Quiz about English Family History VI Wills
Quiz about English Family History VI Wills

English Family History VI: Wills Quiz


The Last Will & Testament of an ancestor is probably the most fascinating and informative source document you can discover. Here are some questions to test your knowledge of this subject.

A multiple-choice quiz by DaveJacobs. Estimated time: 4 mins.
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Author
DaveJacobs
Time
4 mins
Type
Multiple Choice
Quiz #
227,616
Updated
Dec 03 21
# Qns
10
Difficulty
Average
Avg Score
6 / 10
Plays
605
This quiz has 2 formats: you can play it as a or as shown below.
Scroll down to the bottom for the answer key.
1. What is this the definition of:
"Approval by a competent court that a Testament is genuine, and the granting of authority to a person named by the testator to carry out its terms"?
Hint

Probation
Testamentation
Approval
Probate

2. When was the power of granting probate taken away from church courts and given to the state, in the form of District Probate Registries and the Principal Probate Registry in London? Hint

1660
1858
1837
1901

3. Which of these is NOT a church court where wills were proved before the state took over?
Hint

Archdeacons court
Prerogative Court of Canterbury
Bishops court
Cathedral court

4. If a person who had already made a will wanted to make a change to it, this was done by attaching a what? Hint

Appendix
Corollary
Codicil
Epilogue

5. If a person who has a significant estate does not leave a will, the next of kin may apply to the probate court for a grant of Letters of Administration. What is the common abbreviation for these? Hint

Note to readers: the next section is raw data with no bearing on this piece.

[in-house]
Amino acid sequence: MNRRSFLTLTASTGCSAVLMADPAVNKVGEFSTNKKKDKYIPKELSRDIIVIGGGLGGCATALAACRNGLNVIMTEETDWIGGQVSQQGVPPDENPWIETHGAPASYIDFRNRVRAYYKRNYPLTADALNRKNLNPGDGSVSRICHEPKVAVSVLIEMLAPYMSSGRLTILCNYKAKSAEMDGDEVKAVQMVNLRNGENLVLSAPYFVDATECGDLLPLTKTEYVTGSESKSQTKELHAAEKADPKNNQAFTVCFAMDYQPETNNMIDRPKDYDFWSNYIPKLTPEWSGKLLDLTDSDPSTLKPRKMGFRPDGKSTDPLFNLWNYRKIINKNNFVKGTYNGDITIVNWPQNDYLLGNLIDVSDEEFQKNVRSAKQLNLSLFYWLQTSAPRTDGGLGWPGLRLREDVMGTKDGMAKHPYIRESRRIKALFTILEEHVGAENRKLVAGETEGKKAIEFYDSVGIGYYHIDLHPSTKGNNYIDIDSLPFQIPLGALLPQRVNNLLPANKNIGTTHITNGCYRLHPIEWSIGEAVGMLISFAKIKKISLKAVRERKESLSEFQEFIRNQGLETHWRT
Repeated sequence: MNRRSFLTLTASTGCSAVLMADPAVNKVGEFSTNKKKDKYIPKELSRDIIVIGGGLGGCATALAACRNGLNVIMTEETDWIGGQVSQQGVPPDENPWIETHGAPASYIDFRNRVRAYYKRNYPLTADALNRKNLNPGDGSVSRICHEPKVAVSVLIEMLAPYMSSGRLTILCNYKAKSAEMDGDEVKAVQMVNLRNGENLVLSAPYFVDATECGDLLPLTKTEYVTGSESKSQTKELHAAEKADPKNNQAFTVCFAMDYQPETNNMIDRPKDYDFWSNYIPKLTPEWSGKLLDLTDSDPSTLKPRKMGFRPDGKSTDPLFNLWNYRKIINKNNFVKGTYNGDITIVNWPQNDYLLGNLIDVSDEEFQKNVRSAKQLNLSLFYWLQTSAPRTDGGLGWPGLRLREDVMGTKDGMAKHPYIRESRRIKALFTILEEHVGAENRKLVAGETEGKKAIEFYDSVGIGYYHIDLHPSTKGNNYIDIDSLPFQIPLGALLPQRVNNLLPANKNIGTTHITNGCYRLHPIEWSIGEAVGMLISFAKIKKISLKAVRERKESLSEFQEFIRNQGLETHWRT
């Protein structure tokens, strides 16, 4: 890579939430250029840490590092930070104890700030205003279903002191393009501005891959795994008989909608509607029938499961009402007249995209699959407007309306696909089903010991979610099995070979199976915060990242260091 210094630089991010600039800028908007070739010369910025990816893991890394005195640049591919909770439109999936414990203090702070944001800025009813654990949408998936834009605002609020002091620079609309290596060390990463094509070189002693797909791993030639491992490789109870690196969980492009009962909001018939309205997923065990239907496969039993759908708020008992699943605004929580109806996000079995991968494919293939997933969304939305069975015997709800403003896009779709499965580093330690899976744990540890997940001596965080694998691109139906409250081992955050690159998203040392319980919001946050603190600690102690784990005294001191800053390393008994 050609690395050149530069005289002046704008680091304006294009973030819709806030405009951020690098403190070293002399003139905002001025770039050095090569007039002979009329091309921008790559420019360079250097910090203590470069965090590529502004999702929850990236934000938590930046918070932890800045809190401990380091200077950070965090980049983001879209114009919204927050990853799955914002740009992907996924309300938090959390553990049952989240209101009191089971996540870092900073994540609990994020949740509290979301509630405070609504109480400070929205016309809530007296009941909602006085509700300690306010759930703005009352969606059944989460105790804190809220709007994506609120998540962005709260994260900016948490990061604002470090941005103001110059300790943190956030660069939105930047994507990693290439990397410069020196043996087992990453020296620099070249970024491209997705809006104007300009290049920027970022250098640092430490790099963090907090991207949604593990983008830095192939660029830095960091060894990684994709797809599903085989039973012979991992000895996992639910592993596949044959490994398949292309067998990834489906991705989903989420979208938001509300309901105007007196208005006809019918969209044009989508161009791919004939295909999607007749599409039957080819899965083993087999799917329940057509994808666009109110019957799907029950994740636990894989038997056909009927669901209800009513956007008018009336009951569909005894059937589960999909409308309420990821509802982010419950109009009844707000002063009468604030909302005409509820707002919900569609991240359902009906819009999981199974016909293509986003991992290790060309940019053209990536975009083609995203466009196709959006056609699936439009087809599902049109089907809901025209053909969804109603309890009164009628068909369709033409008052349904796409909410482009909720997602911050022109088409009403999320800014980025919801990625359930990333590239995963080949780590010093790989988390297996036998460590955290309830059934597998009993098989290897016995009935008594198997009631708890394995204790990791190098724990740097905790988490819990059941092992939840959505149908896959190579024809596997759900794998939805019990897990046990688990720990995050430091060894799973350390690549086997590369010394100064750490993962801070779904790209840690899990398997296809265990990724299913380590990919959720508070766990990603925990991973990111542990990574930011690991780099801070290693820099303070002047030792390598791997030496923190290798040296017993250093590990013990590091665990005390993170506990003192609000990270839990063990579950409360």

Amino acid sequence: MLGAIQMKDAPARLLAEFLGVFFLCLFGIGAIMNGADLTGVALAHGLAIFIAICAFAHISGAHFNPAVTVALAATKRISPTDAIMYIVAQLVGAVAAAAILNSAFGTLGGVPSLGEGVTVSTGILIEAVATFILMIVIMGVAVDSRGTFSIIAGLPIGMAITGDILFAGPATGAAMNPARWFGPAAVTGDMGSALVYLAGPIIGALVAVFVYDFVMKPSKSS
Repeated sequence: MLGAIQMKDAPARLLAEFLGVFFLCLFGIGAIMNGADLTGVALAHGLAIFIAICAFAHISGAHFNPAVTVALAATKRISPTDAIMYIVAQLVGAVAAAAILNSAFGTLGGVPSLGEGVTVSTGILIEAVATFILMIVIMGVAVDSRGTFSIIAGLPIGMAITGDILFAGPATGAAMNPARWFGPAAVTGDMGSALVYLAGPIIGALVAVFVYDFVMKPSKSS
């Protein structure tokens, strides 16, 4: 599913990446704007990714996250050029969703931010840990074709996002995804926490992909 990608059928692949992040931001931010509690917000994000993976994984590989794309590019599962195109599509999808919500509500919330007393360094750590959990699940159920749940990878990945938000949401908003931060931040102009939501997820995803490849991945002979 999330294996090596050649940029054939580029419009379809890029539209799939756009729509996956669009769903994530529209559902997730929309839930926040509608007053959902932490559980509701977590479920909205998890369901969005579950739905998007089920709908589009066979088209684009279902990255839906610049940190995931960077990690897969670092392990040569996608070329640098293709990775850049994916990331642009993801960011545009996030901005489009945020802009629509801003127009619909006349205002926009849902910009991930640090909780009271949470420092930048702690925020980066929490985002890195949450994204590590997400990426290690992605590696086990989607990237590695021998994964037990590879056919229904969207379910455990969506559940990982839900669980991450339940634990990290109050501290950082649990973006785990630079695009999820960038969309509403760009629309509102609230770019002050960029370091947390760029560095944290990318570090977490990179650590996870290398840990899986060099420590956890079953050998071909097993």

Admonishments
Admons
Adminicula
Admissions

6. My ancestor wanted his wife to be the person responsible for administering his will.
What word did he use when he wrote this sentence: "I appoint my beloved wife Elizabeth to be the ________ of this my last will and testament". ?
Hint

Executrix
Executioner
Executor
Executress

7. Can I obtain a copy of any will that has been through probate since 1858? Hint

Yes, provided you pay a fee
Yes as long as you can prove you are related
Certainly not
Only if you are a solicitor

8. What was a will called that was not written down, but was spoken by the testator on his death bed?
Hint

Improvised
Nuncupative
Unscripted
Affirmed

9. What document of great interest to family and social historians might you find associated with a will, in church court archives before say 1750?
Hint

An inventory of goods
A description of the last illness
A genealogy of descendents
A report of the funeral

10. I think my ancestors left wills probated by the Prerogative Court of Canterbury in the mid 18th century. How can I check this and get a copy of each will? Hint

Use the National Archives web site.
Employ a professional archivist
Write to the Archbishop of Canterbury
Visit the Court of Chancery


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Quiz Answer Key and Fun Facts
1. What is this the definition of: "Approval by a competent court that a Testament is genuine, and the granting of authority to a person named by the testator to carry out its terms"?

Answer: Probate

Probate is from the latin probatum, proved.
Before 1858 it was Established Church courts who were responsible for proving wills. From 1858 it passed to secular courts, namely the Probate Division of the High Court (now the Principal Registry of the Family Division of the High Court) and various District Courts.
2. When was the power of granting probate taken away from church courts and given to the state, in the form of District Probate Registries and the Principal Probate Registry in London?

Answer: 1858

The Probate Act came into effect on 11th January 1858.